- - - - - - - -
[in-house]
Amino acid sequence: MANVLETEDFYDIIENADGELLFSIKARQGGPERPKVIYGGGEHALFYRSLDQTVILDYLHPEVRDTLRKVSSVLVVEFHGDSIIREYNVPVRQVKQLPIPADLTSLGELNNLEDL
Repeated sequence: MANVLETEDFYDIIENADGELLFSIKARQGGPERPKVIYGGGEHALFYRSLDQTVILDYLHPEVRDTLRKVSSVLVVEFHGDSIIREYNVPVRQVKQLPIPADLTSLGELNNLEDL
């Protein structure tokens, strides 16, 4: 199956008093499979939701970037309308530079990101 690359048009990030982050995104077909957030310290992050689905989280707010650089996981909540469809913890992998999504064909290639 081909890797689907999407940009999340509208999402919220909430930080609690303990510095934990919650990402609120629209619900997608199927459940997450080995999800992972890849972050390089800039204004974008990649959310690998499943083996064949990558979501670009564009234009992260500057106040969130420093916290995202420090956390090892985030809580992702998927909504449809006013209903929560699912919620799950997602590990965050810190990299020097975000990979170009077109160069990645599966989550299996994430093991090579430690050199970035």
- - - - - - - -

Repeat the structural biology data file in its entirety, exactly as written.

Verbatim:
[in-house]
Amino acid sequence: MANVLETEDFYDIIENADGELLFSIKARQGGPERPKVIYGGGEHALFYRSLDQTVILDYLHPEVRDTLRKVSSVLVVEFHGDSIIREYNVPVRQVKQLPIPADLTSLGELNNLEDL
Repeated sequence: MANVLETEDFYDIIENADGELLFSIKARQGGPERPKVIYGGGEHALFYRSLDQTVILDYLHPEVRDTLRKVSSVLVVEFHGDSIIREYNVPVRQVKQLPIPADLTSLGELNNLEDL
């Protein structure tokens, strides 16, 4: 199956008093499979939701970037309308530079990101 690359048009990030982050995104077909957030310290992050689905989280707010650089996981909540469809913890992998999504064909290639 081909890797689907999407940009999340509208999402919220909430930080609690303990510095934990919650990402609120629209619900997608199927459940997450080995999800992972890849972050390089800039204004974008990649959310690998499943083996064949990558979501670009564009234009992260500057106040969130420093916290995202420090956390090892985030809580992702998927909504449809006013209903929560699912919620799950997602590990965050810190990299020097975000990979170009077109160069990645599966989550299996994430093991090579430690050199970035």